Sales pitch invades the fields of dreams

Sport and Society
November 5, 2004

There is an increasing number of books being published within the broad field of sports studies, perhaps foremost among these being Jay Coakley and Eric Dunning's Handbook of Sports Studies . However, this edited collection by Barrie Houlihan is a worthy addition, and a testament to sports studies' growing role in academia.

Houlihan's collection comes in four parts. The first, "Perspectives on sport", deals with sports relationships with other key areas - namely social theory, politics and history.

Part two is broadly based around the issue of (lack of) opportunity and chapters deal with topical issues such as class, sex and race.

Part three embraces the issue of commercialisation in sport and is perhaps the most topical of all the book's subsections. Particularly interesting in the light of the London Olympics bid is the chapter by Michael Collins on urban regeneration, but other chapters are also worthwhile and useful additions. Part four provides some helpful international comparisons.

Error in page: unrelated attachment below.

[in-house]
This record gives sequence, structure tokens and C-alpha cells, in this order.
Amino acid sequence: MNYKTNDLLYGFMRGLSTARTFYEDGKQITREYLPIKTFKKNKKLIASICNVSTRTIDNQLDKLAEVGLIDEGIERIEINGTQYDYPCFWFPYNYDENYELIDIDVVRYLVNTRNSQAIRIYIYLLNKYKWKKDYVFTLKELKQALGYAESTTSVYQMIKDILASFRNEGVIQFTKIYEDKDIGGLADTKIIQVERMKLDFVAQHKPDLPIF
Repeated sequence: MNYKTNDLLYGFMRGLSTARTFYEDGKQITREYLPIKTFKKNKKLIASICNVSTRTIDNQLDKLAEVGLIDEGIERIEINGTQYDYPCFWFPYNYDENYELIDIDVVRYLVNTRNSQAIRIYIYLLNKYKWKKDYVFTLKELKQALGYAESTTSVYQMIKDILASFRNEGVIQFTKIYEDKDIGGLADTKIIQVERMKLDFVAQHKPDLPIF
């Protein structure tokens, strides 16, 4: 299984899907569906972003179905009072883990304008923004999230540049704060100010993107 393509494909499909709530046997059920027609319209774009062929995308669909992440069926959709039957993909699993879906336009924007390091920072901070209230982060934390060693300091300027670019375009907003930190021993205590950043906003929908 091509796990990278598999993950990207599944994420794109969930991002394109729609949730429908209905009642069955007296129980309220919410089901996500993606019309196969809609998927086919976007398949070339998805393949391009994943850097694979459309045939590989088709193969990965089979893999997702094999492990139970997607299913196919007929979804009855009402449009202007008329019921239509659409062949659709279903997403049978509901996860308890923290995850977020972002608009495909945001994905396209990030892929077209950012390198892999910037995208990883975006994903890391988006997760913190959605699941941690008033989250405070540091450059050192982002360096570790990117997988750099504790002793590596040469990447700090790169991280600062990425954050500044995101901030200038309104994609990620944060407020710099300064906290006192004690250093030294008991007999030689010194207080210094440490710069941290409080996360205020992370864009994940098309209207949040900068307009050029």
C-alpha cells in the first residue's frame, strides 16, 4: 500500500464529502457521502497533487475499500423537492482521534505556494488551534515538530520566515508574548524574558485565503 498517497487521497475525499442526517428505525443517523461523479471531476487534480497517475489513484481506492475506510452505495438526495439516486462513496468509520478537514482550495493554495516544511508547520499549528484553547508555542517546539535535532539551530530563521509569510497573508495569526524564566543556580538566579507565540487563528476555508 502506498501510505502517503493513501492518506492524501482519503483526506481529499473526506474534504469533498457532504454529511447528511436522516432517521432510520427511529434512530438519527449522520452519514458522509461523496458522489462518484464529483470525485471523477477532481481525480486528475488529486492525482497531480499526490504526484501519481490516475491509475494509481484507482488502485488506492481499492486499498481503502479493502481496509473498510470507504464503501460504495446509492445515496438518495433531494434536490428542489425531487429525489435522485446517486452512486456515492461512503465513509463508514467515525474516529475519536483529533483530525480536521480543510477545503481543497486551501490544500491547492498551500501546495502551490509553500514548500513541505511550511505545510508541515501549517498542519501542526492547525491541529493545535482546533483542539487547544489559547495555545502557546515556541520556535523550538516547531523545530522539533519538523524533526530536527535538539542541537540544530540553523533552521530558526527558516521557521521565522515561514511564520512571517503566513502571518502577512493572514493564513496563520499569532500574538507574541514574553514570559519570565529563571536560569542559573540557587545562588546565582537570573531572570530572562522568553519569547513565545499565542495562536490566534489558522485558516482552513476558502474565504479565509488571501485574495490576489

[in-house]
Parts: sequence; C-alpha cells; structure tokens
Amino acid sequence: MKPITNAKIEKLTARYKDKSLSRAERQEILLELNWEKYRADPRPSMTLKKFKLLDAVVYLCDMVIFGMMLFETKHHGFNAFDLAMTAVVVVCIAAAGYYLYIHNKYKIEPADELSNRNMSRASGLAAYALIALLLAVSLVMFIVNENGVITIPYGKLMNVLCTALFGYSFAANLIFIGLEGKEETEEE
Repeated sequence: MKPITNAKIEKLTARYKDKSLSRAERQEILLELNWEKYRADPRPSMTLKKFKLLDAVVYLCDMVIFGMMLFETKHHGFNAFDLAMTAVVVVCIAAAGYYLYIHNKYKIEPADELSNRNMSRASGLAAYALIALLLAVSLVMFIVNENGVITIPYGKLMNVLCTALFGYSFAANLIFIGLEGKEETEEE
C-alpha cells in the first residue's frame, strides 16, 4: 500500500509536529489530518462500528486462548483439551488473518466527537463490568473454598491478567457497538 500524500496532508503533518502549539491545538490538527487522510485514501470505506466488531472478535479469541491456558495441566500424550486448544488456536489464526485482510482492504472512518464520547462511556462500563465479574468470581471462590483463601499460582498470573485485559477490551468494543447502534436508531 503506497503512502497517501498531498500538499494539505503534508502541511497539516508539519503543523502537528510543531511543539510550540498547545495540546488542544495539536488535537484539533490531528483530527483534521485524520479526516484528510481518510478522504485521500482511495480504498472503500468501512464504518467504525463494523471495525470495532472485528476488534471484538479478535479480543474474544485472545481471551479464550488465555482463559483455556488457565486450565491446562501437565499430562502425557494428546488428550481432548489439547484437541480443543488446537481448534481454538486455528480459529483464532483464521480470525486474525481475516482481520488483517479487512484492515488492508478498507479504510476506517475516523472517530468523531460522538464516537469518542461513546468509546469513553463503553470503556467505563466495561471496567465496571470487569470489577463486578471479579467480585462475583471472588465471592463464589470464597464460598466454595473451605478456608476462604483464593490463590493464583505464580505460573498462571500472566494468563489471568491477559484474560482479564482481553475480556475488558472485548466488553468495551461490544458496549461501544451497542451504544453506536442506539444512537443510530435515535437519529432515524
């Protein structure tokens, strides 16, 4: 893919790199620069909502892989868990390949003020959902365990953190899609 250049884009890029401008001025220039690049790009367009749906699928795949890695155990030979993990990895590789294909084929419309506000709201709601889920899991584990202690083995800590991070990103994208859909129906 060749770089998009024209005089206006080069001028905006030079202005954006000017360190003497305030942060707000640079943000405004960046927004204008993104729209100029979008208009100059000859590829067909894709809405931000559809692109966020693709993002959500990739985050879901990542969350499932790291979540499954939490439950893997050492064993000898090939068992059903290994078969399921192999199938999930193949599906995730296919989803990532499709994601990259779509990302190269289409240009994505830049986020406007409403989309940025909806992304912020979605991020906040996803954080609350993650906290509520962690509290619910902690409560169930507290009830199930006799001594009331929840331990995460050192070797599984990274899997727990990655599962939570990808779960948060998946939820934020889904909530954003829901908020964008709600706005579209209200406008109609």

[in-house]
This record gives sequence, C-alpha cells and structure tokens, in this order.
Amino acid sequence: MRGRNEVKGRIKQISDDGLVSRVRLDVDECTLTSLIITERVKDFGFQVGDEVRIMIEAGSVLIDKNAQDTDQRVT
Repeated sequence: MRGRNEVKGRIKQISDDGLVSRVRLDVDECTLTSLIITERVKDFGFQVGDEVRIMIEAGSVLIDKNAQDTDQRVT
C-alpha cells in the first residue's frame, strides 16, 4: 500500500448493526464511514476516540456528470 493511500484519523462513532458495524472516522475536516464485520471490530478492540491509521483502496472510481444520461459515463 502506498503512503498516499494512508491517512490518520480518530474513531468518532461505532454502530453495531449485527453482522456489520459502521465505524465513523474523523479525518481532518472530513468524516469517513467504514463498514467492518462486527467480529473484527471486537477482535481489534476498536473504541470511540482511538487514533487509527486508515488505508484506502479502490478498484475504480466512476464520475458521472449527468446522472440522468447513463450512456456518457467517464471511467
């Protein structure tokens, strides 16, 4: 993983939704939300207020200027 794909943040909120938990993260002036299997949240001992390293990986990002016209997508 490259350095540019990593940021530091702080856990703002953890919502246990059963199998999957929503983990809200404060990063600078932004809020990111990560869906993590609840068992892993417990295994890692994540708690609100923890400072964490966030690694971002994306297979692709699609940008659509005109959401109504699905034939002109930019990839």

The format of the chapters is particularly useful. All begin with an overview and conclude with a summary, before providing examples of further reading and the standard academic bibliography. This is a sensible and appropriate presentational tool, and one that students will like.

The book will be of use to students of sports-focused courses such as sports sociology and sports history, as well as less established areas such as sport and the law.

Sport can, of course, be seen as a mirror of society, and the lessons it teaches us within this micro-environment can be applied to other areas. As such, Sport and Society provides an insight into issues facing society as a whole.

Guy Osborn is senior lecturer in law, Westminster University.

Sport and Society: A Student Introduction

Editor - Barrie Houlihan
Publisher - Sage
Pages - 379
Price - £65.00 and £19.99
ISBN - 0 7619 7033 9 and 034 7

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